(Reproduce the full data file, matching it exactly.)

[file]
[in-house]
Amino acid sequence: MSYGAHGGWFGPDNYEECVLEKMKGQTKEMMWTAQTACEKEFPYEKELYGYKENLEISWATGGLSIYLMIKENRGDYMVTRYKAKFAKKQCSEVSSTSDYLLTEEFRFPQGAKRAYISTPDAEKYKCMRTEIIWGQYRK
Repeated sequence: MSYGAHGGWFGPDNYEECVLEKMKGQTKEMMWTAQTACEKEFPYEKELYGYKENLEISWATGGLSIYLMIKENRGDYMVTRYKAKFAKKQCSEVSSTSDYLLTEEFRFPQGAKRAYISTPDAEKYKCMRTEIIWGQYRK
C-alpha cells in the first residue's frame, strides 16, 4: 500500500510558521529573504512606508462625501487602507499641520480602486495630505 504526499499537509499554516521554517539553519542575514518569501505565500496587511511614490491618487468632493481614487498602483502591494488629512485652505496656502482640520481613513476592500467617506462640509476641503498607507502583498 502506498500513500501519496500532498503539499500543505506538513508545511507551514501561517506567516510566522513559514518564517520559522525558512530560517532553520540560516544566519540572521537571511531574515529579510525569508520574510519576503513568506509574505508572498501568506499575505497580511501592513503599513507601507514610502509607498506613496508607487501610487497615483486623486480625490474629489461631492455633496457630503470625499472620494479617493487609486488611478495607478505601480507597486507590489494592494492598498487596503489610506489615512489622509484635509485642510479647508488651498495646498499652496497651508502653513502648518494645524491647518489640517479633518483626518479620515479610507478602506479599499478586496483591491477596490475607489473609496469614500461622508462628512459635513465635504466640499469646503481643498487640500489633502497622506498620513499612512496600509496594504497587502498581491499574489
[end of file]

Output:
[in-house]
Amino acid sequence: MSYGAHGGWFGPDNYEECVLEKMKGQTKEMMWTAQTACEKEFPYEKELYGYKENLEISWATGGLSIYLMIKENRGDYMVTRYKAKFAKKQCSEVSSTSDYLLTEEFRFPQGAKRAYISTPDAEKYKCMRTEIIWGQYRK
Repeated sequence: MSYGAHGGWFGPDNYEECVLEKMKGQTKEMMWTAQTACEKEFPYEKELYGYKENLEISWATGGLSIYLMIKENRGDYMVTRYKAKFAKKQCSEVSSTSDYLLTEEFRFPQGAKRAYISTPDAEKYKCMRTEIIWGQYRK
C-alpha cells in the first residue's frame, strides 16, 4: 500500500510558521529573504512606508462625501487602507499641520480602486495630505 504526499499537509499554516521554517539553519542575514518569501505565500496587511511614490491618487468632493481614487498602483502591494488629512485652505496656502482640520481613513476592500467617506462640509476641503498607507502583498 502506498500513500501519496500532498503539499500543505506538513508545511507551514501561517506567516510566522513559514518564517520559522525558512530560517532553520540560516544566519540572521537571511531574515529579510525569508520574510519576503513568506509574505508572498501568506499575505497580511501592513503599513507601507514610502509607498506613496508607487501610487497615483486623486480625490474629489461631492455633496457630503470625499472620494479617493487609486488611478495607478505601480507597486507590489494592494492598498487596503489610506489615512489622509484635509485642510479647508488651498495646498499652496497651508502653513502648518494645524491647518489640517479633518483626518479620515479610507478602506479599499478586496483591491477596490475607489473609496469614500461622508462628512459635513465635504466640499469646503481643498487640500489633502497622506498620513499612512496600509496594504497587502498581491499574489